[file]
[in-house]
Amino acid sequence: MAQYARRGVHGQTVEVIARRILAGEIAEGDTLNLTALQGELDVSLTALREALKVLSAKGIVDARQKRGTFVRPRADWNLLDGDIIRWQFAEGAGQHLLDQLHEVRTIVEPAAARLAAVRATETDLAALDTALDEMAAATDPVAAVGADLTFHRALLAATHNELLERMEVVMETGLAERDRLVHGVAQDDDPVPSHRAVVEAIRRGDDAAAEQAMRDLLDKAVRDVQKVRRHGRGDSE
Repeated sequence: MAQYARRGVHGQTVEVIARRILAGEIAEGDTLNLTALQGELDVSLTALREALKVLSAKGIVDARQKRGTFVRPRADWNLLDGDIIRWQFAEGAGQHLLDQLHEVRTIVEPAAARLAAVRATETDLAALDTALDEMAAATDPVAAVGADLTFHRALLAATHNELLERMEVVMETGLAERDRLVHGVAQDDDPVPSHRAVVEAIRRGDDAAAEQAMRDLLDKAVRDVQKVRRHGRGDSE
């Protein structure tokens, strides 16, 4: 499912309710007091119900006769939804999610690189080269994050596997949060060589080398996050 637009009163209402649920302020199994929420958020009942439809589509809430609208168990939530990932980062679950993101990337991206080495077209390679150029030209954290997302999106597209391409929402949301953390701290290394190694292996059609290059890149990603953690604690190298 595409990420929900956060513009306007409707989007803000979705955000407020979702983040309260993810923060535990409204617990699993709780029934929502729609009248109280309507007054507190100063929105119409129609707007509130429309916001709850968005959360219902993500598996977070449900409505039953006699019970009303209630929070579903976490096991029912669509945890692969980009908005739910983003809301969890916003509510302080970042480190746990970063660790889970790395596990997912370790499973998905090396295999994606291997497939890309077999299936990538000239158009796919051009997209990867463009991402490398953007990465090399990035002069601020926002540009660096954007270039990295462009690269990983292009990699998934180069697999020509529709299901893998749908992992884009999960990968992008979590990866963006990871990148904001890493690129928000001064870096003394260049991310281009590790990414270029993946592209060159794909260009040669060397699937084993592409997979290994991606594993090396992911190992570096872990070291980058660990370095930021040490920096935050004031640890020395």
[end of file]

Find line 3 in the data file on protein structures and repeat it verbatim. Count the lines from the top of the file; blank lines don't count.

Repeated sequence: MAQYARRGVHGQTVEVIARRILAGEIAEGDTLNLTALQGELDVSLTALREALKVLSAKGIVDARQKRGTFVRPRADWNLLDGDIIRWQFAEGAGQHLLDQLHEVRTIVEPAAARLAAVRATETDLAALDTALDEMAAATDPVAAVGADLTFHRALLAATHNELLERMEVVMETGLAERDRLVHGVAQDDDPVPSHRAVVEAIRRGDDAAAEQAMRDLLDKAVRDVQKVRRHGRGDSE